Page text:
What Are DIRECTV’s 3D Plans?

Speculation that DIRECTV is going to introduce a 3D channel in 2010 has hit the internet in recent days.  What will a 3D channel mean for DIRECTV?  Is there a competitive edge to be had by being first to market with 3D technology for the home viewer?
The Consumer Electronics Show starts Thursday, January 7th in Las Vegas, and rumor has it DIRECTV will officially unveil their 3D HD plans at the show.  No doubt successful 3D movies like Avatar have DIRECTV and other cable and satellite players interested in home applications for this technology.   Credit to HD Guru for breaking the story on the 3D HD channel from DIRECTV, which will certainly give the satellite provider a leg up when competing for customer business in 2010 and beyond.
DIRECTV seems to be taking a first to market approach to 3DTV, similar to their fast HD rollout in 2007 that gave them at least a temporary advantage in the high definition battle.  DIRECTV was able to take that HD advantage and sign up millions of subscribers, all the while Dish Network lagged behind.  Dish Network has caught and passed DIRECTV in the HD channel count battle, and recent subscriber number show more people signing up with Dish TV instead of DIRECTV.
One roadblock to the DIRECTV 3-D HDTV experience will be the need for new and expensive equipment.   Another big expectation for this year’s Consumer Electronics Show will be the introduction of 3D HDTV’s by big manufacturers such as Sony, Panasonic, and Samsung.  Mitsubishi has already been manufacturing 3D ready HDTV’s in anticipation of this new technology.  While many LCD and plasma HDTV’s plunged well below the $1,000 dollar mark in 2009, the Mitsubishi 3D HDTV units start at around $1,500 and move up to $5,000 for the largest model, which comes in at a monstrous 82 inches.   It will be interesting to see where new manufacturers of 3D HDTV ready models come in as far as pricing.
Beyond the actual viewing device, DIRECTV customers shouldn’t have to purchase any new equipment beyond the 3D glasses needed.  A firmware upgrade to current DIRECTV HD DVR boxes will allow 3D content to be delivered to subscribers.  Hopefully other questions like the potential subscriber cost and what 3D shows will be offered will be answered later this week at CES in Las Vegas.

Speculation that DIRECTVis going to introduce a 3D channel in 2010 has hit the internet in recent days. What will a 3D channel mean for DIRECTV?  Is there a competitive edge to be had by being first to market with 3D technology for the home viewer?

The Consumer Electronics Show starts this Thursday, January 7th in Las Vegas, and rumor has it DIRECTV will officially unveil their 3D HD plans at the show.  No doubt successful 3D movies like Avatar have DIRECTV and other cable and satellite players interested in home applications for this technology.   Credit to HD Guru for breaking the story on the 3D HD channel from DIRECTV, which will certainly give the satellite provider a leg up when competing for customer business in 2010 and beyond.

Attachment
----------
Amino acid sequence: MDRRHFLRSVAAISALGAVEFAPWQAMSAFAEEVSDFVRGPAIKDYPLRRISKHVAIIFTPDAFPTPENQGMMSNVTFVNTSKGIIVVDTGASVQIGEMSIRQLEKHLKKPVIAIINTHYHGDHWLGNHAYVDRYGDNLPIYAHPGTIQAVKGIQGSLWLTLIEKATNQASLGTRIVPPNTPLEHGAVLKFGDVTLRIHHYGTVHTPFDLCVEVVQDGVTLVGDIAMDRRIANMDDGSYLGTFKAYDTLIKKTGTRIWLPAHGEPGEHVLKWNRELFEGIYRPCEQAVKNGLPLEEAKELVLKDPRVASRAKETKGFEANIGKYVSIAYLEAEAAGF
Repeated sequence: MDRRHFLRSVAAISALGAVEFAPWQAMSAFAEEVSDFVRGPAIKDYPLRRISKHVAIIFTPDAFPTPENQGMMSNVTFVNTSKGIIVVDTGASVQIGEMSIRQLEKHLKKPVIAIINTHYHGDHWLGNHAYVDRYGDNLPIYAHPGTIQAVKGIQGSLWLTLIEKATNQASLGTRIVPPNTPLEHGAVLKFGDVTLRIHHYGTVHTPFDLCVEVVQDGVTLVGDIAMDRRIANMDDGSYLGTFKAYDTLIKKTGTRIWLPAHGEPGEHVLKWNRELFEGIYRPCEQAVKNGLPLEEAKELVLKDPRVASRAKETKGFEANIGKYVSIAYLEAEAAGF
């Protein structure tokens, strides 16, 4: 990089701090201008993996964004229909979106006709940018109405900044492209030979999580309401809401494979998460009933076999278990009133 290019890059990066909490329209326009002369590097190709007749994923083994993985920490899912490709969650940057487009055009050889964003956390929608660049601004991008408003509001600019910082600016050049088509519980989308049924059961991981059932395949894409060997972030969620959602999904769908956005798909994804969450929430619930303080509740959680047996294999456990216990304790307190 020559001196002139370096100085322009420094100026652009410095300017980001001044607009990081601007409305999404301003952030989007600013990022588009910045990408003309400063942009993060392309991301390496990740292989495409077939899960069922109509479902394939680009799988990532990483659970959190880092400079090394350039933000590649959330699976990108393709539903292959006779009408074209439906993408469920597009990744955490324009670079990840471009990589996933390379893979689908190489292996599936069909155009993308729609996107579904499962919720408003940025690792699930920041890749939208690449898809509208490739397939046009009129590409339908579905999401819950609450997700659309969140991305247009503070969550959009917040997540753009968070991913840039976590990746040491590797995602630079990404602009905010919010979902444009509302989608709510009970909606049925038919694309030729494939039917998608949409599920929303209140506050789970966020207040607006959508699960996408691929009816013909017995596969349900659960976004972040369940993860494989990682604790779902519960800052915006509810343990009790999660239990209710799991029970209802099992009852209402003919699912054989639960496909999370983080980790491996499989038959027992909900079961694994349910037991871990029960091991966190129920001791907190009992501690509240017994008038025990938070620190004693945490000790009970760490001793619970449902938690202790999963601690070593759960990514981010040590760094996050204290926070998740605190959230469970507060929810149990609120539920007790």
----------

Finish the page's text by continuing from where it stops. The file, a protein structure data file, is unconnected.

DIRECTV seems to be taking a first to market approach to 3DTV, similar to their fast HDrollout in 2007 that gave them at least a temporary advantage in the high definition battle.  DIRECTV was able to take that HD advantage and sign up millions of subscribers, all the while DISH Network lagged behind.  Dish Network has caught and passed DIRECTV in the HD channel count battle, and recent subscriber number show more people signing up with Dish TV instead of DIRECTV.

One roadblock to the DIRECTV 3-D HD experience will be the need for new and expensive equipment.  Another big expectation for this year’s Consumer Electronics Show will be the introduction of 3D HDTV’s by big manufacturers such as Sony, Panasonic, and Samsung.  Mitsubishi has already been manufacturing 3D ready HDTV’s in anticipation of this new technology.  While many LCD and plasma HDTV’s plunged well below the $1,000 dollar mark in 2009, the Mitsubishi 3D HDTV units start at around $1,500 and move up to $5,000 for the largest model, which comes in at a monstrous 82 inches.   It will be interesting to see where new manufacturers of 3D HDTV ready models come in as far as pricing.

Beyond the actual viewing device, DIRECTV customers shouldn’t have to purchase any new equipment beyond the 3D glasses needed.  A firmware upgrade to current DIRECTV HD DVR boxes will allow 3D content to be delivered to subscribers.  Hopefully other questions like the potential subscriber cost and what 3D shows will be offered will be answered later this week at CES in Las Vegas.

2 Comments
  1. Carter Baker 1437 days ago
  2. mikec 1305 days ago

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